NWI TIMES GUEST COMMENTARY: Transforming Indiana’s workforce
Doug Ross, June 30, 2019
Jobs for America’s Graduates provides high school students with skills to transform hopes and dreams into reality.
Jobs for America’s Graduates (JAG) is a state-based, national nonprofit dedicated to helping high school students of promise who have experienced challenging or traumatic life experiences achieve success through graduation. JAG is a resiliency-building workforce preparation program that helps students learn in-demand employability skills and provides a bridge to post-secondary education and career advancement opportunities. Funds are a mix of federal and state provisions.
The 2018-19 school year was a resounding success for the Department of Workforce Development’s Northwest Indiana program, managed by the Northwest Indiana Workforce Board and the Center of Workforce Innovations. For 13 consecutive years, the local JAG team has helped eligible high school students from across the region to acquire the workforce skill set they need to make their hopes and dreams a reality.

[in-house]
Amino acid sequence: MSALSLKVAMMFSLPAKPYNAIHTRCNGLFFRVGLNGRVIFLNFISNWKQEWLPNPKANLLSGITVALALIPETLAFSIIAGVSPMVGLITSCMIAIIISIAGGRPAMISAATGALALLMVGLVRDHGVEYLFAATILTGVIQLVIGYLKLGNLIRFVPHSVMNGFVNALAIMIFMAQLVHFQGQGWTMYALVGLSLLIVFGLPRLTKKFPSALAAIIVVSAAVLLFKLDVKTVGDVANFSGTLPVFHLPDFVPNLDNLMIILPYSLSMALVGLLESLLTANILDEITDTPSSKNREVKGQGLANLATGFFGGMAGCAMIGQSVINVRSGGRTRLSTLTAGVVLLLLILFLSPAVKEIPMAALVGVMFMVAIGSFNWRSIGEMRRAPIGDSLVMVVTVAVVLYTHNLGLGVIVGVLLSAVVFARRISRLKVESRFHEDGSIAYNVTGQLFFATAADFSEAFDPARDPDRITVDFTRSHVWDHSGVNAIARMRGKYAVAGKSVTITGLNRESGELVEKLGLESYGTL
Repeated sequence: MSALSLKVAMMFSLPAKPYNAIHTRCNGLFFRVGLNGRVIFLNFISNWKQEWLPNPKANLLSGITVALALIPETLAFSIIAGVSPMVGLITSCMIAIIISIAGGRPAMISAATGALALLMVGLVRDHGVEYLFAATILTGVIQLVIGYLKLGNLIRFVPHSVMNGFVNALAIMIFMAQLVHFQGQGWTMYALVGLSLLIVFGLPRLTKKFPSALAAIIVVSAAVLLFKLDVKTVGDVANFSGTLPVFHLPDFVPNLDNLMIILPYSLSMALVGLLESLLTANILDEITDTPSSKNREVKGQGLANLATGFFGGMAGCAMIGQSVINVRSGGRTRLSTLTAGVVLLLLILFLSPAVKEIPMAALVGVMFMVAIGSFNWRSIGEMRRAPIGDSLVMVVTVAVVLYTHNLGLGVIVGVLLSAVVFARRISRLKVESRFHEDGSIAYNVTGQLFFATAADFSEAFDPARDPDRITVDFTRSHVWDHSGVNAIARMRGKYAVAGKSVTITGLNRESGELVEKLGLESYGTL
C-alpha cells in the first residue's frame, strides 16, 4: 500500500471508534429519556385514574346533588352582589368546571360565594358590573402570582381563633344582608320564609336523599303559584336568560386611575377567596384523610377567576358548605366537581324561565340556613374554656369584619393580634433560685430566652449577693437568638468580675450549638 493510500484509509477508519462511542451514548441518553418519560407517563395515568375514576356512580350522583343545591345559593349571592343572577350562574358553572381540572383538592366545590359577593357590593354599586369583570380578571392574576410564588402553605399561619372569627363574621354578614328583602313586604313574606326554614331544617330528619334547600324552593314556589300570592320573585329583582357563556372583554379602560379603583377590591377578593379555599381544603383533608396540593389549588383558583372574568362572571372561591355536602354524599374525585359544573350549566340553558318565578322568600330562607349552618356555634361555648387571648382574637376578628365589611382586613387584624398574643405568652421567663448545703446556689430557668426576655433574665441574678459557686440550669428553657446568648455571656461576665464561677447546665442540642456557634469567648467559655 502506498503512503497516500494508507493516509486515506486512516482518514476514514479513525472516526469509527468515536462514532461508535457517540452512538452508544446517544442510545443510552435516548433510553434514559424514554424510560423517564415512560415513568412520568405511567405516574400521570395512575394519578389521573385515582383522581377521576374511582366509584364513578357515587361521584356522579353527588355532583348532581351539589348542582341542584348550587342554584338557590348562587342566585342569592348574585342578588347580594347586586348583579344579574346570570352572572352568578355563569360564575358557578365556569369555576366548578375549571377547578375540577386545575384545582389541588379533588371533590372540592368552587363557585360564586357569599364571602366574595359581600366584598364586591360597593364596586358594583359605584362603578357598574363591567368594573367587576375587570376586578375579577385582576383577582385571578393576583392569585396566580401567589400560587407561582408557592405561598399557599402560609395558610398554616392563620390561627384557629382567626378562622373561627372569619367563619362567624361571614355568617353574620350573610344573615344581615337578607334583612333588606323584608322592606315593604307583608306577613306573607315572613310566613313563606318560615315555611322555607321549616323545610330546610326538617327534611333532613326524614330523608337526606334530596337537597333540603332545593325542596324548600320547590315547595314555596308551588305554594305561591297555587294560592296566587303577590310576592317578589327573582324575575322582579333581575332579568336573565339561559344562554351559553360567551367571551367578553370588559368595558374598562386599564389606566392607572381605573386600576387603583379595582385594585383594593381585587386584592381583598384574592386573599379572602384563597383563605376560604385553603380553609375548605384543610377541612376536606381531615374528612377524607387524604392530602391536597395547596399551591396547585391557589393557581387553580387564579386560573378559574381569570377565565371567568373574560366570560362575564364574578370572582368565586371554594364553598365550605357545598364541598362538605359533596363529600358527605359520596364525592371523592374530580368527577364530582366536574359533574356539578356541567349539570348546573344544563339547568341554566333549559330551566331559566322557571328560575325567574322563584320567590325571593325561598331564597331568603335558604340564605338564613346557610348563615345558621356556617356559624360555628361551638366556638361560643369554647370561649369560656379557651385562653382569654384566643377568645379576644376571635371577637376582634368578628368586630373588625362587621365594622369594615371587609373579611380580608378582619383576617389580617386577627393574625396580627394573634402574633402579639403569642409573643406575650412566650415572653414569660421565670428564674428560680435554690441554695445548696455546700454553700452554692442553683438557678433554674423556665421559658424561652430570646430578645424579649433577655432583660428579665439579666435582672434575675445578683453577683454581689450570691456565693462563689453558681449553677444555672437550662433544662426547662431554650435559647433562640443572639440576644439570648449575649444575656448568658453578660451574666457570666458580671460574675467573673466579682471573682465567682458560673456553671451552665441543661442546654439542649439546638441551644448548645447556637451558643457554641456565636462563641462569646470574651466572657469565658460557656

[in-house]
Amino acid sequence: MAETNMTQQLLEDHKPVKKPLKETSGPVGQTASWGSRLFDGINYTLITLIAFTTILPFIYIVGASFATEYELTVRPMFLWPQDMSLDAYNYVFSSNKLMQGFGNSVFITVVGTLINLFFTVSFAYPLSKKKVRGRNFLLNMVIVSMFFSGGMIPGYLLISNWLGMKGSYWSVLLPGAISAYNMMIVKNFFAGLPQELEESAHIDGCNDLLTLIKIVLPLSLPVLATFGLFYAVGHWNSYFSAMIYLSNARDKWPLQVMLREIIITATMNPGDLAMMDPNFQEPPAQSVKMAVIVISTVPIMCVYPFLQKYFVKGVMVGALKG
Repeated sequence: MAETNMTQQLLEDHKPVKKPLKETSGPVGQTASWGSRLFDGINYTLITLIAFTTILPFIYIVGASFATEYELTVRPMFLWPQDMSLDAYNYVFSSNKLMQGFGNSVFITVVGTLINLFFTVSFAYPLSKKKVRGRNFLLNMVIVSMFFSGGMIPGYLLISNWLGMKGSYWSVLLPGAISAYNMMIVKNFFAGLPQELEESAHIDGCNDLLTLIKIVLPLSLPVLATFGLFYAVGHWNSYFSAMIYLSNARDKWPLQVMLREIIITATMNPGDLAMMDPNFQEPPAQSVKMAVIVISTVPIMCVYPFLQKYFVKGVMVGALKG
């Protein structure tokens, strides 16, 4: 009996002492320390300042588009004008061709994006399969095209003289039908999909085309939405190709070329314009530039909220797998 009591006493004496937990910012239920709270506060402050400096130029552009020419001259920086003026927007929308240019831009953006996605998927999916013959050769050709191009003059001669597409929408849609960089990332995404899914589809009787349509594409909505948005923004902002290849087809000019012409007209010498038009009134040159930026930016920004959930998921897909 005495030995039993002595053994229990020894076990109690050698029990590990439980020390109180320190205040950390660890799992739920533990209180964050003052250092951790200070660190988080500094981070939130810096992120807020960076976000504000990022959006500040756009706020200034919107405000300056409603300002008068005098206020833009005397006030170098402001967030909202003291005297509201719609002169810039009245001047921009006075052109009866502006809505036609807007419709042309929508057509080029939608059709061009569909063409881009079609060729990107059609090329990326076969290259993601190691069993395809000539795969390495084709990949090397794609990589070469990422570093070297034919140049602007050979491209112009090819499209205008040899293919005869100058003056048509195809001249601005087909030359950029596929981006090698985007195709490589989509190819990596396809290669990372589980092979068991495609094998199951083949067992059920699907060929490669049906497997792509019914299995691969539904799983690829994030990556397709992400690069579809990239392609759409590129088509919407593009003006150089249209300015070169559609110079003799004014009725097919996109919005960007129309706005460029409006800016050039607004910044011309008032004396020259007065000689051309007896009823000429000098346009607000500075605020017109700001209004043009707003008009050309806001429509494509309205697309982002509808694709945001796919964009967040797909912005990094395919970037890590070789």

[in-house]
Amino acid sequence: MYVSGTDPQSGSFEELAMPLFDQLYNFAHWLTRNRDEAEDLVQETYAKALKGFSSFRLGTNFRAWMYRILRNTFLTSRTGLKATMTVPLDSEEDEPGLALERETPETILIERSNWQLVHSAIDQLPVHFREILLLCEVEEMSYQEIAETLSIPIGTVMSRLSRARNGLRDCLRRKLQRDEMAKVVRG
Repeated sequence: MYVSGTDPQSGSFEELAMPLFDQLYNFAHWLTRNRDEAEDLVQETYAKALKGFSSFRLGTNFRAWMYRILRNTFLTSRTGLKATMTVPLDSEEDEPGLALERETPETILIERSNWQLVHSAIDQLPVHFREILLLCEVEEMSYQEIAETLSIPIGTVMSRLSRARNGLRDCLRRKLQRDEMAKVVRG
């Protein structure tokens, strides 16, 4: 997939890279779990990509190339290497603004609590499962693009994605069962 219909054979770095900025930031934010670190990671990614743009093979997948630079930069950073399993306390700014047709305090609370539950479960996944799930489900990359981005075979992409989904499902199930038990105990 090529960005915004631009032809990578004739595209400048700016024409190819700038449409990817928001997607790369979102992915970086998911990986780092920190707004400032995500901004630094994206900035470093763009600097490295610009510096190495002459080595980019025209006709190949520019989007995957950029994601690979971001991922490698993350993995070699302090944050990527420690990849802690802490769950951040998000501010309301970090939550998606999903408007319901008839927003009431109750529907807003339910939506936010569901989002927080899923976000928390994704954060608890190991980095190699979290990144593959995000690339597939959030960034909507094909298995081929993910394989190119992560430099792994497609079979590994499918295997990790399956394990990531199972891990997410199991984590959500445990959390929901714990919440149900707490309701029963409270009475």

“Currently, we have 14 programs running in 12 high schools throughout Lake, LaPorte, and Starke counties,” said Tamara Stump, Senior Workforce Associate at the Center of Workforce Innovations. “This past school year, 560 local high school students benefited from the JAG program as an elective offered at their school.” Stump added that more than $2.53 million in post-secondary education scholarships were awarded this year to regional JAG students.